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Collectible Art and What You Need To Know About
May 28, 2020
Collectible Art

by Virtosu Art Gallery

May 28, 2020

Collectible Art and What You Need To Know About




Collect what you are passionate about. That is the advice that I give to anyone looking to invest in collectible art.

What is Collectible Art?

Technically, collectible art is any form of art that is rare or popular. With time, the value of a collectible will rise. Collectible art could be a painting, sculpture, print, a drawing, or even a sketchbook.

That said, what is collectible depends on your goal. If you are collecting for financial gain, then investment art pieces are key. If you are collecting because you love a certain artist or art movement, then key artists and styles are your investment.

Who Collects Art?

Some people will have you believe that collectibles are for the rich and elite. This is not so.

Anyone can collect art, and people from all walks of life do. The wonderful thing about art is that there is something for most budgets. If your budget is smaller and you are serious about creating a collection over your lifetime, then it would be pertinent to you to save money between purchase or pool resources with a loved one and do your research to buy wisely.

How Will You Know What Art You Should Buy?

First of all, avoid being sucked into the idea that you should always look for the next ‘big thing.’ You may stumble upon a reasonably priced piece by an up and coming artist that may or may not worth a lot in the future. However, it is risky. Keep in mind that popularity can wane with the seasons. This is why I say collect only what you are passionate about. If you happen to buy a painting or sculpture that does not become collectible, you will be stuck with it. Better to have something you like enough to display proudly in your home or office than have it stuck in the back of a storage unit.

Research is a must. Watch the auction sites and web gallery sites for what is selling well and what is not. Look for patterns of unlikely purchases that could signal experienced investors to buy up what they know will be good future investments. My second rule of art collecting is to keep an open mind and your eyes open.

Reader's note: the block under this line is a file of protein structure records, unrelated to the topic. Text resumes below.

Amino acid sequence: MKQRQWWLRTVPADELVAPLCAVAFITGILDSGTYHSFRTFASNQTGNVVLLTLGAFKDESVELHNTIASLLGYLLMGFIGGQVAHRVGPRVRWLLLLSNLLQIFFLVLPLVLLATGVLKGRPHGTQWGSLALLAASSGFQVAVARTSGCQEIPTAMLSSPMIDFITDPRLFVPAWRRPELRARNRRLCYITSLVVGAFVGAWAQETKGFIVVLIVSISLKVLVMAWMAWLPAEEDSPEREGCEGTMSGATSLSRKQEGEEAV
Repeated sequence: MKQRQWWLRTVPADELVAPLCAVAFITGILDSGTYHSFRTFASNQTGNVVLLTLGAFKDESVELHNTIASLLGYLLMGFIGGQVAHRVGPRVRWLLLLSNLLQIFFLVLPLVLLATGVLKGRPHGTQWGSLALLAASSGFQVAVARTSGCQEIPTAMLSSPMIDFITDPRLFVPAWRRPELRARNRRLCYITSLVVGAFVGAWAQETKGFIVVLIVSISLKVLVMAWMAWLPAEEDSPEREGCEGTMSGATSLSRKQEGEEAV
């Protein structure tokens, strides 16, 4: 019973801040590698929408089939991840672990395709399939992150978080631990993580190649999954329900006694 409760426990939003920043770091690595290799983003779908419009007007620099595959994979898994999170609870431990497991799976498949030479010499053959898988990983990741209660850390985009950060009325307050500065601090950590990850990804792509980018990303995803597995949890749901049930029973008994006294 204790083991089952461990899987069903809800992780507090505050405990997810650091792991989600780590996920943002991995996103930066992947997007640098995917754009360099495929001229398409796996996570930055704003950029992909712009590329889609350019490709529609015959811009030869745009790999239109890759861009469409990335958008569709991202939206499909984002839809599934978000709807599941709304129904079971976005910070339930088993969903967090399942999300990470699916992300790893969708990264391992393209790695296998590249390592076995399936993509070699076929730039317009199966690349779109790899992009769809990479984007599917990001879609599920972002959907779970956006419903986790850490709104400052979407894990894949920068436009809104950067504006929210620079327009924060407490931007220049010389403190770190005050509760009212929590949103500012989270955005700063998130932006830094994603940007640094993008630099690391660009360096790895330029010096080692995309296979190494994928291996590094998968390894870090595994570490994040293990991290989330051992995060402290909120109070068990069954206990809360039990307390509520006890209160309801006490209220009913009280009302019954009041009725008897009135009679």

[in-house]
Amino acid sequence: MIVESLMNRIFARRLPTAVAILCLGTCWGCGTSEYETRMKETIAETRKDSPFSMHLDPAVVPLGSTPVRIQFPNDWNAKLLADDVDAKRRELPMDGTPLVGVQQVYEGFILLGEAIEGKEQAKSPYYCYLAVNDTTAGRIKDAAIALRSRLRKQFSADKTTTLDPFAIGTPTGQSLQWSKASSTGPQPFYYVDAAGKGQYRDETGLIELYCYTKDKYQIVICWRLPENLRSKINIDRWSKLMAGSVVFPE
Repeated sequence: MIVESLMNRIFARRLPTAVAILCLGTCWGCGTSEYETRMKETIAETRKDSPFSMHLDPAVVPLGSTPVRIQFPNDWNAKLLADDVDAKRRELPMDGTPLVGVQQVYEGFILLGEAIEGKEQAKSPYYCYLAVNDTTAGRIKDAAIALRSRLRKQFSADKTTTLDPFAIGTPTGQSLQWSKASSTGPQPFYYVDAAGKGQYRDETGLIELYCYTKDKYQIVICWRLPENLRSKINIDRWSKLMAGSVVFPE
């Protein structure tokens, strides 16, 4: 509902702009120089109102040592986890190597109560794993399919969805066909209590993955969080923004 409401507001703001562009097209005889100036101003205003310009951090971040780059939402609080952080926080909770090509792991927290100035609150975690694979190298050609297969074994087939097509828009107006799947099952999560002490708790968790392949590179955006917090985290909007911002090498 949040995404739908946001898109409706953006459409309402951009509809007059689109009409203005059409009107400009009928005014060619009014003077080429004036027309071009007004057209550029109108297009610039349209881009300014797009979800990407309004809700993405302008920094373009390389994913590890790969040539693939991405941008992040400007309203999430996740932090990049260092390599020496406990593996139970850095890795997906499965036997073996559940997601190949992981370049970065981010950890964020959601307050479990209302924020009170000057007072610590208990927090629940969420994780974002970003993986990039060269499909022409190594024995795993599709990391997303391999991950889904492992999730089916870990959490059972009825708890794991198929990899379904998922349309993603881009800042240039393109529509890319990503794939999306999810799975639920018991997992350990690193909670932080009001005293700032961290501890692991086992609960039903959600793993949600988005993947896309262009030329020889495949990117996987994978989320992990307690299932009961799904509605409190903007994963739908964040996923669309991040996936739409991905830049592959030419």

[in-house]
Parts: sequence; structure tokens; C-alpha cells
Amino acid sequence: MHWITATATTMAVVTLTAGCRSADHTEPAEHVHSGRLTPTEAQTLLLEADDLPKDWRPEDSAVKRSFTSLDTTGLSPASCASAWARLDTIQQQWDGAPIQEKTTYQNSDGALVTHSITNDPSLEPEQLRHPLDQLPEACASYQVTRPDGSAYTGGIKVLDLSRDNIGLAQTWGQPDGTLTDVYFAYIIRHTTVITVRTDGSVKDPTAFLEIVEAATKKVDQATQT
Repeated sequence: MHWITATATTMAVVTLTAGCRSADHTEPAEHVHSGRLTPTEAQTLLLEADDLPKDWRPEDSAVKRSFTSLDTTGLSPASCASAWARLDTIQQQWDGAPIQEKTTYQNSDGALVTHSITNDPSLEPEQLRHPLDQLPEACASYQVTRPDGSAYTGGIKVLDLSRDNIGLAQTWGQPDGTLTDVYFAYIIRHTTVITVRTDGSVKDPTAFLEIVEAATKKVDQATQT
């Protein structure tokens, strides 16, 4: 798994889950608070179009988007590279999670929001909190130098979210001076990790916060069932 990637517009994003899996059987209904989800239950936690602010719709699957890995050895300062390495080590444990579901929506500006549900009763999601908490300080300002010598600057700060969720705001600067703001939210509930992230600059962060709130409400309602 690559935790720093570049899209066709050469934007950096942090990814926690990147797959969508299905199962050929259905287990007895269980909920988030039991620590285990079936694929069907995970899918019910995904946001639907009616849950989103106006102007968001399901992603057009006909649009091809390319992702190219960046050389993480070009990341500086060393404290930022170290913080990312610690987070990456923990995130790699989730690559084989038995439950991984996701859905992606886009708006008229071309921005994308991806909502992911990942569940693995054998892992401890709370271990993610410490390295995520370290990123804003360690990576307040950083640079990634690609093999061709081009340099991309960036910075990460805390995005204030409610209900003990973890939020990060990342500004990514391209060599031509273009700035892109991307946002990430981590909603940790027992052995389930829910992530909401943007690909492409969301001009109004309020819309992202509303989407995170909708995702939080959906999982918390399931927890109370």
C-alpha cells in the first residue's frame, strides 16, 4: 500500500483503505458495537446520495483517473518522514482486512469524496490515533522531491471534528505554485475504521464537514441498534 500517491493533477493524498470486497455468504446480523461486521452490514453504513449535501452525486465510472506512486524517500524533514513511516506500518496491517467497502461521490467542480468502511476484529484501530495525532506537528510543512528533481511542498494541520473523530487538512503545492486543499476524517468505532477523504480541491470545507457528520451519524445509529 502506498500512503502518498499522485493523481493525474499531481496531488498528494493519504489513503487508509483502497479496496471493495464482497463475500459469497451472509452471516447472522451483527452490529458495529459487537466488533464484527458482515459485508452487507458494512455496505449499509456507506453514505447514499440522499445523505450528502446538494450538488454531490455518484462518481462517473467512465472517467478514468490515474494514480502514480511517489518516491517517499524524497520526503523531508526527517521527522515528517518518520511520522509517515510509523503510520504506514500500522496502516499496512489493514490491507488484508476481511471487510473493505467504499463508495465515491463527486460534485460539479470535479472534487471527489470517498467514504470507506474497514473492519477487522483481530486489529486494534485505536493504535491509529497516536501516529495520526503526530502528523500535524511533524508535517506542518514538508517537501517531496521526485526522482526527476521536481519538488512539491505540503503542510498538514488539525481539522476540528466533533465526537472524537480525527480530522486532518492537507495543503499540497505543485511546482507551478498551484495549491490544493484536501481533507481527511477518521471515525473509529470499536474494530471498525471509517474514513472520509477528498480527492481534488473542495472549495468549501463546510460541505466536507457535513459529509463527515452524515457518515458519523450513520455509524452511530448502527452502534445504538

For anyone looking to turn an art collection into more than a casual hobby, look online for courses that teach about art and antiquities. There are free courses available, but if you are serious, consider investing in your learning before you invest in art.

Examples Of Collectible Art

Sometimes the collectible is not apparent. For example, UK artist Anthony Gormely is known for his lifesize iron sculptures of men cast on his own body no less, which might be financially and physically challenging for you to add to your collection. However, a smart investment would be in one of his working sketches.

An excellent example of a famous collectible artist that I would be remiss not to mention here is Van Gogh. A good example because, in his lifetime, he was not recognized or popular. He only ever sold one painting, The Red Vineyard (cruelly this was only months before his death at the tender age of 37). This painting sold for 400 francs. Fast forward 100 years to 1990, and another of his works entitled Dr. Gachet, went for a staggering $148.6 million.

Where To Find Collectible Art

Technology has made art more accessible to the masses. Where once auctions were closed or invite-only, now it is possible to log in online to watch and bid in the proceedings online. To begin with, be a spectator only. Learn how things are done and what is coming in and out of the auctions. Become familiar with web galleries and learn about the collections they generally display to learn which ones have the art you like most.

Keep your eyes open everywhere you go for the types of art collectibles you want. Whether you are traveling for work or on vacation, take an hour or two to check out the local galleries. You never know who or what you might find. Likewise, thrift stores and flea markets, also yard sales sometimes - on rare occasions - have an art piece or two worthies of investment show up.

Remember, collect what you love and keep your mind and eyes open.

About author Michael Dehoyos is an art critic and editor at the PhD Kingdom. He sometimes assists people in researching collectibles and contributes to numerous sites and publications.

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